Spain’s ‘job lottery’ town hits New York Times

Residents in the small town of Alameda in southern Spain woke up on Wednesday to themselves on the front page of The New York Times alongside US President Barack Obama.

Spain's 'job lottery' town hits New York Times
Photo: vcheregati/Flickr

The town of some 5,500 people made the front cover of the prestigious US daily because of its innovative "lottery for jobs" scheme.

Almost every month for the last four years, Alameda has raffled off a number of municipal jobs to out-of-work locals.

It's a scheme designed to help a town particularly hard hit by the crisis, where unemployment is almost 50 percent.

"All the men who were working in construction lost their jobs and now many of them aren't entitled to government benefits," town mayor about Juan Lorenzo Pinera told BBC in 2010.

In 2012, Alameda's lottery provided work for 35 people in jobs ranging from being the lifeguard at the local pool to bricklaying to cleaning council buildings.

The NYT interviewed some of those lucky winners including bus driver Antonio Conde who had just been given one month's construction work.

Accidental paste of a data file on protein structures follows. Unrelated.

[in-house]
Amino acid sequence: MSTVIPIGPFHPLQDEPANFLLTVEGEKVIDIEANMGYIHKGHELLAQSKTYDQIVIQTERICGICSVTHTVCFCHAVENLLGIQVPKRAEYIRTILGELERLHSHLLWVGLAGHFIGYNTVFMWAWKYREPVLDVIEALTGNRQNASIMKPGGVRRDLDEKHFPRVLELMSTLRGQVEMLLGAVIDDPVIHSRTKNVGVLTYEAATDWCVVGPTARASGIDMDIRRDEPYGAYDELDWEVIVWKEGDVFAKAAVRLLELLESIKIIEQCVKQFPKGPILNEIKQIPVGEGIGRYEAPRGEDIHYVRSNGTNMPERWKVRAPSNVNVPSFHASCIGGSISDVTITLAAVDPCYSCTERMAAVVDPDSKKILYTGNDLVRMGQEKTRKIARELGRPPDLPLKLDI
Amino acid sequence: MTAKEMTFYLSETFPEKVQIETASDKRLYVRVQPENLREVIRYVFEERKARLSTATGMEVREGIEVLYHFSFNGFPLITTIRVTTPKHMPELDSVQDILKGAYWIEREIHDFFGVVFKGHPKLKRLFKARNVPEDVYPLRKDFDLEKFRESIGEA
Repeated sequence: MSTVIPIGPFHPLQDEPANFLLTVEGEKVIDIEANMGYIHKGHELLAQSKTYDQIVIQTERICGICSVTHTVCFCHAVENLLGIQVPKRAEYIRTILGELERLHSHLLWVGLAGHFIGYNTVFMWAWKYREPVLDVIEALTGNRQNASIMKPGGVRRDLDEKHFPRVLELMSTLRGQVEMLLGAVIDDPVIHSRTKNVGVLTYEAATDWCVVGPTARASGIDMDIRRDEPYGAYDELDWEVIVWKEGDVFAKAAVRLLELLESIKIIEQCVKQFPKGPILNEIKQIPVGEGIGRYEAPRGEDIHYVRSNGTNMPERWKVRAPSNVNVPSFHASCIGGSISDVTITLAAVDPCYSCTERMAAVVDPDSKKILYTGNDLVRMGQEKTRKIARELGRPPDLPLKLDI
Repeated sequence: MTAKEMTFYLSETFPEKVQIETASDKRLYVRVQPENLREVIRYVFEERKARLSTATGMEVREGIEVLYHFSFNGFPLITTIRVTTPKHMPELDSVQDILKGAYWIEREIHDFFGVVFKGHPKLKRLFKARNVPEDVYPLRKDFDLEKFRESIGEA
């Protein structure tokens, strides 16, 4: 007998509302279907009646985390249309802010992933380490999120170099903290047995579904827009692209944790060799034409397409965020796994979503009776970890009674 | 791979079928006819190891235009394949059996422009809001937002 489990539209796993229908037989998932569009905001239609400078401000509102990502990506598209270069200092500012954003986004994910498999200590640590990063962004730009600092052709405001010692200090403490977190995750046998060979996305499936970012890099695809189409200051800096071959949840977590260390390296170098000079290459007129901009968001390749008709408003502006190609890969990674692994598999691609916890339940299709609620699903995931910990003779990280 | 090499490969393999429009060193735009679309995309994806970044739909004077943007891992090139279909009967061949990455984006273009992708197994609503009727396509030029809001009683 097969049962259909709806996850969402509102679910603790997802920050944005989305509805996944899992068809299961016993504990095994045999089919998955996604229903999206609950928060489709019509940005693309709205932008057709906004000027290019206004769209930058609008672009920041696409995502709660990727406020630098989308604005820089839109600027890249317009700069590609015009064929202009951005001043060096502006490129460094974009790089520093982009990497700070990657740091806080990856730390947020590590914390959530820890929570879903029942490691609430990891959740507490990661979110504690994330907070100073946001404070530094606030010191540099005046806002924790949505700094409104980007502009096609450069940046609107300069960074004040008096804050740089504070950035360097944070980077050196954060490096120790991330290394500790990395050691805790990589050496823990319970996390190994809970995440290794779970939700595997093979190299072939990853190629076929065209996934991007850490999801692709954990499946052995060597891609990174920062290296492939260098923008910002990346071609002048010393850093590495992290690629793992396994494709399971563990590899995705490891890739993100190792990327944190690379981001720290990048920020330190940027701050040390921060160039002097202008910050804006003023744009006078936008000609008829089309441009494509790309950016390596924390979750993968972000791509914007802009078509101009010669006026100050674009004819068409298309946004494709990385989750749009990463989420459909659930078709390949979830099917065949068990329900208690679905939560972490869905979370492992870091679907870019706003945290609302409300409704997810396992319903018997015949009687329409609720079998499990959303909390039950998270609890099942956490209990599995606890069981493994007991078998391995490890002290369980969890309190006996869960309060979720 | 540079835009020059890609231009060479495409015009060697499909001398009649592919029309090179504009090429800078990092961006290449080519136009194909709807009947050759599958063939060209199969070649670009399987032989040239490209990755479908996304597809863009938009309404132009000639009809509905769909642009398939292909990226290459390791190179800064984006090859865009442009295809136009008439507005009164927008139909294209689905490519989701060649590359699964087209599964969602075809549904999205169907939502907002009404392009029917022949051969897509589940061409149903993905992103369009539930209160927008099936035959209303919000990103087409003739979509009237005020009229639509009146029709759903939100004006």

Before the draw, he was so convinced he wouldn't win he chose not to attend.

"I've never had any luck at that kind of thing before, so I didn't bother,” he told the US paper.

"But winning was really uplifting. It raises your spirits. It’s a good feeling to have work."

Meanwhile, town mayor Pineda — a member of Spain's left-wing IU party — says he isn't interested in being a celebrity. 

"Sharing the front page of the NYT with Obama isn't one of the goals of this town hall," Pineda told local Malaga daily Diario Sur on Thursday.

But plenty of people in Alameda have been asking where they can get their hands on a paper copy of the story about their town.

"We have only seen it on the internet, but now we don't know where to buy a copy!" Pineda told Diario Sur.

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